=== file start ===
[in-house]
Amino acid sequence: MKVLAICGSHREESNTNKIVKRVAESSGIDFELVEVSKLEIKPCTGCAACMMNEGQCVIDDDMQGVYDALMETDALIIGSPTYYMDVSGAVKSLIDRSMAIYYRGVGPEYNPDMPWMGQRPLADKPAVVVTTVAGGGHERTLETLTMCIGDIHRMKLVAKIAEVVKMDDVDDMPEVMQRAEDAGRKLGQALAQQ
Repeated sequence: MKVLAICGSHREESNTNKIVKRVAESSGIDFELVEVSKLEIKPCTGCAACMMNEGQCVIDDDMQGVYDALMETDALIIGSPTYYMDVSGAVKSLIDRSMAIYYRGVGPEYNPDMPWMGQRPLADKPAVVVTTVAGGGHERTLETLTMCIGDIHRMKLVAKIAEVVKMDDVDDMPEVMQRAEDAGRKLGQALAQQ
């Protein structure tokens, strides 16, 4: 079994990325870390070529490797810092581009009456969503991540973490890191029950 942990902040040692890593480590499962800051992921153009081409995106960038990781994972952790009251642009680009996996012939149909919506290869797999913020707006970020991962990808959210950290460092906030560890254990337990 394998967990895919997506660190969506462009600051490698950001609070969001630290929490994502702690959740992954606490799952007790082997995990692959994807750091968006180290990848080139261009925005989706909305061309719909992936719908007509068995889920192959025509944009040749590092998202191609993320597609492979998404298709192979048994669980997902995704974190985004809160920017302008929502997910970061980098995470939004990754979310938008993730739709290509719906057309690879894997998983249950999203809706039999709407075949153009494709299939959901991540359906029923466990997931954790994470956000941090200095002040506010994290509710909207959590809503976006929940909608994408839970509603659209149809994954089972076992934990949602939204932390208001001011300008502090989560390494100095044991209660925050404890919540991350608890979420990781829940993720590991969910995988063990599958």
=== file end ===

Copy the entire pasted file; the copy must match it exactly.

[in-house]
Amino acid sequence: MKVLAICGSHREESNTNKIVKRVAESSGIDFELVEVSKLEIKPCTGCAACMMNEGQCVIDDDMQGVYDALMETDALIIGSPTYYMDVSGAVKSLIDRSMAIYYRGVGPEYNPDMPWMGQRPLADKPAVVVTTVAGGGHERTLETLTMCIGDIHRMKLVAKIAEVVKMDDVDDMPEVMQRAEDAGRKLGQALAQQ
Repeated sequence: MKVLAICGSHREESNTNKIVKRVAESSGIDFELVEVSKLEIKPCTGCAACMMNEGQCVIDDDMQGVYDALMETDALIIGSPTYYMDVSGAVKSLIDRSMAIYYRGVGPEYNPDMPWMGQRPLADKPAVVVTTVAGGGHERTLETLTMCIGDIHRMKLVAKIAEVVKMDDVDDMPEVMQRAEDAGRKLGQALAQQ
């Protein structure tokens, strides 16, 4: 079994990325870390070529490797810092581009009456969503991540973490890191029950 942990902040040692890593480590499962800051992921153009081409995106960038990781994972952790009251642009680009996996012939149909919506290869797999913020707006970020991962990808959210950290460092906030560890254990337990 394998967990895919997506660190969506462009600051490698950001609070969001630290929490994502702690959740992954606490799952007790082997995990692959994807750091968006180290990848080139261009925005989706909305061309719909992936719908007509068995889920192959025509944009040749590092998202191609993320597609492979998404298709192979048994669980997902995704974190985004809160920017302008929502997910970061980098995470939004990754979310938008993730739709290509719906057309690879894997998983249950999203809706039999709407075949153009494709299939959901991540359906029923466990997931954790994470956000941090200095002040506010994290509710909207959590809503976006929940909608994408839970509603659209149809994954089972076992934990949602939204932390208001001011300008502090989560390494100095044991209660925050404890919540991350608890979420990781829940993720590991969910995988063990599958």